Processing Your Payment

Please do not leave this page until complete. This can take a few moments.

April 18, 2016 Editorial

Leadership doesn’t equate to popularity

During last week's victory parade, Gov. Dannel P. Malloy awkwardly faced a spattering of boos when he was handed the microphone to heap praise on the UConn women's basketball team for winning their fourth straight national championship.

The response wasn't all that surprising. Faced with continual budget deficits since being sworn into office in 2011, Malloy has had to manage fiscal crisis after fiscal crisis and is now being forced to slash major spending, leading to state employee layoffs and myriad special interests with lighter pocketbooks.

Indeed, Malloy's popularity is likely reaching another low point (58 percent of voters disapproved of his job performance, according to a Quinnipiac poll released in October), but that's not necessarily a bad sign for the state.

To be an effective government leader in Connecticut these days isn't about being popular; it's about making extremely difficult decisions that will anger a large portion of the electorate, but hopefully get us on a stronger, stable fiscal and economic footing.

We aren't endorsing all of Malloy's policies or tactics. We feel his attacks on hospitals have gone over the top, and his previous tax increases have weakened our state's economy. Neither he nor Democrats or Republicans in the House or Senate have been able to articulate and implement structural reforms that solve our long-term budget problems, while also promoting economic growth.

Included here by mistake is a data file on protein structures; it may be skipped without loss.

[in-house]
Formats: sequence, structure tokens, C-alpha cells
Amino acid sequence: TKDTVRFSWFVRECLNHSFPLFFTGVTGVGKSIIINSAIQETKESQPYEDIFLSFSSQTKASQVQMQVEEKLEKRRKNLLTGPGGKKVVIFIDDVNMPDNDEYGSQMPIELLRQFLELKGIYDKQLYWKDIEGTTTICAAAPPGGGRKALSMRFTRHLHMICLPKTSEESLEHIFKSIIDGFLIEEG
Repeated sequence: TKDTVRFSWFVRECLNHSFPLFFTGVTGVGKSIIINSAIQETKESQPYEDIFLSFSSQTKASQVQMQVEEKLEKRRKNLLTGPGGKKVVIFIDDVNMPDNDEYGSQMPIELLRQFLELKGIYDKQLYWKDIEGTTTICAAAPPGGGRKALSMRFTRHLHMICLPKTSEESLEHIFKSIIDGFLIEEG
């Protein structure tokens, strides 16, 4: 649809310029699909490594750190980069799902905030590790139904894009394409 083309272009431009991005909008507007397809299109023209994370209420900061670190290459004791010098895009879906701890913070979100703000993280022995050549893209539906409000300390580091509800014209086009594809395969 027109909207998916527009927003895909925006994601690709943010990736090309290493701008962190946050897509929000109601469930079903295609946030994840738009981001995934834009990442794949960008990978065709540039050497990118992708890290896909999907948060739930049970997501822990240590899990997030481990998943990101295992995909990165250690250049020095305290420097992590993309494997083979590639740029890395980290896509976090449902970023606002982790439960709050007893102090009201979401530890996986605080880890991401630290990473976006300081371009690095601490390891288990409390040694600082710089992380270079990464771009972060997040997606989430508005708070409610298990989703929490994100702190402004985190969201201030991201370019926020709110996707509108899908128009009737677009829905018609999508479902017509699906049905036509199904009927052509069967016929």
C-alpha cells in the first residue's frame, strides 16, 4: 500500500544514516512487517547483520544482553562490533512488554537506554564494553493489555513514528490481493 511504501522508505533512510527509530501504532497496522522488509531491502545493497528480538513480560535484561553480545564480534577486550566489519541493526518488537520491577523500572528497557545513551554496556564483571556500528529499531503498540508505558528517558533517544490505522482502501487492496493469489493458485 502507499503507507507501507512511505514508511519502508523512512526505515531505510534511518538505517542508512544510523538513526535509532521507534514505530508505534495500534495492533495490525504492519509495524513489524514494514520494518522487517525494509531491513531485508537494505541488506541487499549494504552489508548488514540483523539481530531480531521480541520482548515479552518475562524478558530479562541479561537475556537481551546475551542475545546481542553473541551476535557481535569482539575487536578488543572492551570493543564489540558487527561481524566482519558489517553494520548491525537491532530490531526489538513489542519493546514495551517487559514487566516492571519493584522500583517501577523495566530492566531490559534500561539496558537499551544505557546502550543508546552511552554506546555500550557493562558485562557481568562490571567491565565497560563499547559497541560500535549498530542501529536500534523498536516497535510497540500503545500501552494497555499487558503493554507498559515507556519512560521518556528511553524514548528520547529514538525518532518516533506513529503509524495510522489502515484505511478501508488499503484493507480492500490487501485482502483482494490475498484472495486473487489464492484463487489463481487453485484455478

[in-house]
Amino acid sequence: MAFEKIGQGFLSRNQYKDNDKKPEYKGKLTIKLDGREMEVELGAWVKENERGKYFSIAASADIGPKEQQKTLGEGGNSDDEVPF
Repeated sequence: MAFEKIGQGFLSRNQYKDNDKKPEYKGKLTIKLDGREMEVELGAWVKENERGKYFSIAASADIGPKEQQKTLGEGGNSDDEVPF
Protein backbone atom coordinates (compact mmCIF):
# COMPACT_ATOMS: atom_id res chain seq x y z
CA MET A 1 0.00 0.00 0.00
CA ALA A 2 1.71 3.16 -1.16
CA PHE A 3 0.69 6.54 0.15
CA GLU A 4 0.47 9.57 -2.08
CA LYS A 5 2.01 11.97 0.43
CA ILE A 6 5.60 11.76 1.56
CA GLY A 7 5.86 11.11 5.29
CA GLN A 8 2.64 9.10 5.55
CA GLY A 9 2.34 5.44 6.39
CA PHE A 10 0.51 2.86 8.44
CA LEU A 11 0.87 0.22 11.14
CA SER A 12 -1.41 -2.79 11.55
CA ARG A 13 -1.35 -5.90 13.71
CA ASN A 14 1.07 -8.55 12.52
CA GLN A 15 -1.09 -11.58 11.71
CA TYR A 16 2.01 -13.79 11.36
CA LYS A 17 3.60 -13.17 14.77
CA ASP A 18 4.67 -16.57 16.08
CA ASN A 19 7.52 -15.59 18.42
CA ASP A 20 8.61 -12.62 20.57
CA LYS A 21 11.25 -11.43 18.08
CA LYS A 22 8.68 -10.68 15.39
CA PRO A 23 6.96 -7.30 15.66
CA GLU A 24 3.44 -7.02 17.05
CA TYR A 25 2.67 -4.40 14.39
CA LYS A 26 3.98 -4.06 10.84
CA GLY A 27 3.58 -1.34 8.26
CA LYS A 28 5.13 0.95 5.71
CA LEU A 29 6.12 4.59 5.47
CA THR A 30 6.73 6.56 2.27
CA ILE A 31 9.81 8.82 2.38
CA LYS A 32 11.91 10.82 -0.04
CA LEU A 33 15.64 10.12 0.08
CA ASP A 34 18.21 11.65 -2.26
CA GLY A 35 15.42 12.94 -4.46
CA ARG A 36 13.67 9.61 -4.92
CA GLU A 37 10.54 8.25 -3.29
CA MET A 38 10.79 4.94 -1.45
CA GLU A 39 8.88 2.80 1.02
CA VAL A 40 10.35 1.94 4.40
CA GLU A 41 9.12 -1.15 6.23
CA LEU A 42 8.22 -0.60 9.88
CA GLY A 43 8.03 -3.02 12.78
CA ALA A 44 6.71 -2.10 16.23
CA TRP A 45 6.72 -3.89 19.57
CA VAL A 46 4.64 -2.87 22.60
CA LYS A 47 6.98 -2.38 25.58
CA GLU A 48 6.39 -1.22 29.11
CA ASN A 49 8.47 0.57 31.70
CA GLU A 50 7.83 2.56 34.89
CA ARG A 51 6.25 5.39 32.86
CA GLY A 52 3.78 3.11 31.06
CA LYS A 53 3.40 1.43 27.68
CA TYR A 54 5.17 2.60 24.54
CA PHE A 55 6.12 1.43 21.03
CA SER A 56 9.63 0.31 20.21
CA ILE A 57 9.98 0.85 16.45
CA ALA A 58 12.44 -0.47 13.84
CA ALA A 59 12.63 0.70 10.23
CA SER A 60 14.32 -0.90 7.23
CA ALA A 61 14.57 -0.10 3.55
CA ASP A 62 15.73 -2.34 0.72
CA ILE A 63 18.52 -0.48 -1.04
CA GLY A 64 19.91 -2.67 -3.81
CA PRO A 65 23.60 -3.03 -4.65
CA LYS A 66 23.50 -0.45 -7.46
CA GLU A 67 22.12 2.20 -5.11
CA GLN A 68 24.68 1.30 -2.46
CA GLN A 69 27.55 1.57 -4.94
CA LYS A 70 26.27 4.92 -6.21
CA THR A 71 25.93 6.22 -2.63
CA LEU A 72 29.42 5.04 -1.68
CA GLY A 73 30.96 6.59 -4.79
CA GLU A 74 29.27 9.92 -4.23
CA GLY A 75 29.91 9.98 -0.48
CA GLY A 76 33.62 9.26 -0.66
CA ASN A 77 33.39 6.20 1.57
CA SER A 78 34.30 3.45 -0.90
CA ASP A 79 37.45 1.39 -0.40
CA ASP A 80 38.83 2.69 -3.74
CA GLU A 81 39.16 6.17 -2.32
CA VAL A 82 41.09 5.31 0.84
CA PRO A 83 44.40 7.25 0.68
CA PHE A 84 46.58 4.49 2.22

But Malloy's approach to cut spending rather than raise taxes to manage the latest deficit threat is the right one, even if it's drawing the wrath of state labor unions and others.

Let's be honest, Malloy is in a no-win situation and the only way he could become a popular governor is if he ignores our state's budget problems and kicks the can down the road. It's an approach all too common in Connecticut state government, and one that got the state into its current predicament. Unfortunately, there are no cans left for lawmakers to kick.

Hartford Mayor Luke Bronin faces a similar challenge as Malloy. The young Democrat and former Malloy general counsel was voted into office with widespread, even exuberant support from a wide-ranging constituency, but he has already drawn the ire of unions, nonprofits and others for proposing to create a financial sustainability commission to help oversee the city's finances.

The commission would have been able to re-negotiate and control labor contracts. Bronin was also seeking the ability to levy a payment-in-lieu-of-taxes fee on nonprofits and a surcharge on the largest commercial property owners, but his plan was soundly rejected by the city council and now appears dead in the state legislature.

Politically, Bronin probably made a mistake proposing such a far-reaching plan during his first few months in office, expending political capital without much to show for it and engendering organized labor's mistrust.

But we supported the commission because we realize there are no easy answers to remedy Hartford's fiscal crisis, which includes deficits approaching $100 million (out of a $530 million-plus budget) over the next few years.

Major structural reforms are precisely what the state and city need, but implementing them won't be easy or popular. To be effective, Malloy and Bronin must detach themselves from the whims of public opinion and develop policy that will drive long-term economic growth and stability, even if it comes at the expense of their political futures.

Read more

State must reform budgeting process

Unusual CT tax experiment could get new life

No good options for city or state

State's lockbox proposal may be unenforceable

Sustainability commission should be supported

Legislative process remains broken

Employers part of solution in closing income gap

Hartford's budget-balancing options dwindle

Proactive businesses avoid tax hikes … for now

Weary legislators depart, leaving behind flawed system

Sign up for Enews


Order a PDF